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H.G. Yeomans has deep roots in the forestry industry. Growing up in the 1950s and ’60s, he helped his dad run a farm and a pulpwood operation in the Swainsboro area. “I’ve been around pulpwood trucks all my life,” he says.

Yeomans later went into business with his father, who started a full-time timber company in the early ’70s.

“I was in a partnership with my dad when he died in 1976,” says Yeomans, chairman of Yeomans Wood and Timber. “I went on to start the wood and timber company in 1979.” His son, Russ Yeomans, now serves as its president.

Now semi-retired from the business, 66-year-old Yeomans has made his mark on an industry that is second among Georgia’s leading manufacturing employers. In addition to overseeing a business that went from producing around 250,000 tons of wood each year to one that now turns out more than 1.25 million tons annually, Yeomans has been active in the industry on a larger level, serving on the boards for both the Georgia Forestry Association and the Georgia Forestry Commission.

Vital Industry

With some 22.2 million acres of private timberland available for commercial use – more than any other state – Georgia’s forestry industry generates $25 billion and employs more than 180,000. The state’s top two exports are wood pulp and paper/paperboard.

Companies such as Yeomans Wood and Timber are key to the health of the forestry industry in Georgia.

One reason for the company’s success is its efforts toward sustainability. It “maintains a philosophy of conservation and utilization directed toward safe and healthy management techniques,” according to the company’s website.

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“We have a forester on staff that handles regeneration and working with land owners,” Yeomans explains. “We buy it, cut it, deliver it and plant it back, and that’s what we try to encourage. We’ve been environmentally sensitive on the wetlands with our best management practices.”

H.G. Yeoman owner of Yeomans Wood and Timber.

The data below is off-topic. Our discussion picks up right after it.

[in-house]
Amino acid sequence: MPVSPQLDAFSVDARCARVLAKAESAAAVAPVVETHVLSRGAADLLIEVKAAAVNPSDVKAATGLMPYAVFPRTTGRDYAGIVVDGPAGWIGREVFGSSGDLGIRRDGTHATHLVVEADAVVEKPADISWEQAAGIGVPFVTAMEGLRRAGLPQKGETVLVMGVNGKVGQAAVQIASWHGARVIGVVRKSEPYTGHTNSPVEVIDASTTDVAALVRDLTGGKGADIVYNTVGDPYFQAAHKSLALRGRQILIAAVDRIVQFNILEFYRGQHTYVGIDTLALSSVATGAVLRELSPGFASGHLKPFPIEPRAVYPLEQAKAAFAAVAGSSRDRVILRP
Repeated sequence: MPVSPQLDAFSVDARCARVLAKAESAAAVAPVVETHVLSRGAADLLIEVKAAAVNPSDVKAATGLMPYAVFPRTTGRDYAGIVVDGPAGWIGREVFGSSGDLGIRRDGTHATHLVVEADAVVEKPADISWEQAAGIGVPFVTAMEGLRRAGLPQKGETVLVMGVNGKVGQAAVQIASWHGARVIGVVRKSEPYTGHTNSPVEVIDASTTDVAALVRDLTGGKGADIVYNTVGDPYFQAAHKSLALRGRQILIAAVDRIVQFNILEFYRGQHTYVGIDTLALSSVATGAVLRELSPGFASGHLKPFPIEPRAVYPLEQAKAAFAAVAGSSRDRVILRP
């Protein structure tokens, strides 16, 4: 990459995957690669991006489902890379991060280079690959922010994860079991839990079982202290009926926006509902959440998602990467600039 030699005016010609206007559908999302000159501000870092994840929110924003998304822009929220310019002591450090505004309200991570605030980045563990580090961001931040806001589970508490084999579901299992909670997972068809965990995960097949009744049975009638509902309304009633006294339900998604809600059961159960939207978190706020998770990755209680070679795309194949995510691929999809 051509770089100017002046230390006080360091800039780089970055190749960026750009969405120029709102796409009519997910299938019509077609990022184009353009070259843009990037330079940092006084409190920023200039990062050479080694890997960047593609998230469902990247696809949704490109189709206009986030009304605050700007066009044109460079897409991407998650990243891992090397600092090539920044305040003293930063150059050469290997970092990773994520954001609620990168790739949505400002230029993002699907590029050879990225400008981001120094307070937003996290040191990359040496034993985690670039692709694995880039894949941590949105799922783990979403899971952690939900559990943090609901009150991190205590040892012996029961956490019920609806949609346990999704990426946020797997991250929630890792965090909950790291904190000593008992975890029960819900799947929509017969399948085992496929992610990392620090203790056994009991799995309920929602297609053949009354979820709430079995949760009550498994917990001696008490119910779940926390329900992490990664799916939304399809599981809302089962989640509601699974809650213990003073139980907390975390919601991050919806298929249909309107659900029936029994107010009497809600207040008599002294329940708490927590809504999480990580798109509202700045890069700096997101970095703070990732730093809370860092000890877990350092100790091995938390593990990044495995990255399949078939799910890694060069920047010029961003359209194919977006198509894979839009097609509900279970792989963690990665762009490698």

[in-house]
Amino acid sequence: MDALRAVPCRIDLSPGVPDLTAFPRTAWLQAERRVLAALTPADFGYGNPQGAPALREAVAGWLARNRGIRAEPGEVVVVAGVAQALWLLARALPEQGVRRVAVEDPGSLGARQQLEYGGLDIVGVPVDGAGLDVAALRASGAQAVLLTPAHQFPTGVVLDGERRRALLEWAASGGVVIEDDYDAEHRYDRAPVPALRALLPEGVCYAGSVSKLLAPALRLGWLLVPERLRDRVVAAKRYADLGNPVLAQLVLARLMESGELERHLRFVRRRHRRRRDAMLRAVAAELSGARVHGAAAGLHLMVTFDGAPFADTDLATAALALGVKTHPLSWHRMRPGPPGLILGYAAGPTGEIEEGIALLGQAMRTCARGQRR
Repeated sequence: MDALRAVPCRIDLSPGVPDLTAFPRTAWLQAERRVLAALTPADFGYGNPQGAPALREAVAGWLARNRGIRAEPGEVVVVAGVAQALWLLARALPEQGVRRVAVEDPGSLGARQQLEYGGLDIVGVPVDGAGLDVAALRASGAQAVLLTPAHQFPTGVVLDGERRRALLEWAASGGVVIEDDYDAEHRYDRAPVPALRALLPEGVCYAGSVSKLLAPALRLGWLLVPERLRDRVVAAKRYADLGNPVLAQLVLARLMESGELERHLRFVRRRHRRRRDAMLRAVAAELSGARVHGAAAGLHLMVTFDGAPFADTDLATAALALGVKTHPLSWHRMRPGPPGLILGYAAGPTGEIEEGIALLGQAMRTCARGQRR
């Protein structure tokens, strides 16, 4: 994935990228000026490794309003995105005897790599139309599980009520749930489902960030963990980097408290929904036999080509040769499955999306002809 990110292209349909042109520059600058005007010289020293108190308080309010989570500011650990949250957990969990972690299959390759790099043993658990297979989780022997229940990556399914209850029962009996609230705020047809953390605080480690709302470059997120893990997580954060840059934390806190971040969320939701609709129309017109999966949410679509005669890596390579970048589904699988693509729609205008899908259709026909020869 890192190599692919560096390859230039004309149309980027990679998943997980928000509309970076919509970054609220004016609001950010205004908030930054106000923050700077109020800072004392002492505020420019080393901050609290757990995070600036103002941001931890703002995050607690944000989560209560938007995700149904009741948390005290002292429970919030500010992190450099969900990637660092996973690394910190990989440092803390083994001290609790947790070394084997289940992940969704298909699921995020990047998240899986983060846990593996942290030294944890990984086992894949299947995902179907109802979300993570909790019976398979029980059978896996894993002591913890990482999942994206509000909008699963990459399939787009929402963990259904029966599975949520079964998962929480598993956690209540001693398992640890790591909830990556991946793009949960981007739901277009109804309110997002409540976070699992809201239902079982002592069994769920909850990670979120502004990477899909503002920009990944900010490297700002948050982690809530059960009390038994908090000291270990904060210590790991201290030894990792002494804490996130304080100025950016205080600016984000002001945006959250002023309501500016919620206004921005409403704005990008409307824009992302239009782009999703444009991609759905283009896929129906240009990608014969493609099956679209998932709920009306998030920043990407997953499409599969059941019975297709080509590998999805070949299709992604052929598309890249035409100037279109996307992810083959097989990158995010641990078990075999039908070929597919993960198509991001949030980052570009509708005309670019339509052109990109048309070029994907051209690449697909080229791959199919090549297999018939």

Natural Resource

Georgia’s forestry industry is moving forward after enduring a setback primarily from the downturn in the housing market that began in 2008. The state’s timberland coverage has remained stable since the 1950s, and with growth of forests exceeding removal over the years, the volume of timber in Georgia is actually greater now than it was in the 1930s.

There are various reasons for the success, says Nathan McClure, director of forest utilization for the Georgia Forestry Commission.

“Generally, it’s the resource that we have, and there are several things that lead to that resource,” he says. “The most basic thing is the ownership of the timberlands. There has to be a good relationship between the markets for wood products and the land owners that grow trees and manage forests.”

Around 91 percent of Georgia’s forestland is privately owned, nearly 60 percent by private individuals.

“There is a good regulatory climate here that recognizes private ownership and the impacts of good markets on providing an incentive for landowners to do the right thing in terms of conservation, reforestation and other forest management,” McClure says.

Georgia also has a good export industry for its timber products, with one of the east coast’s top ports in Savannah.


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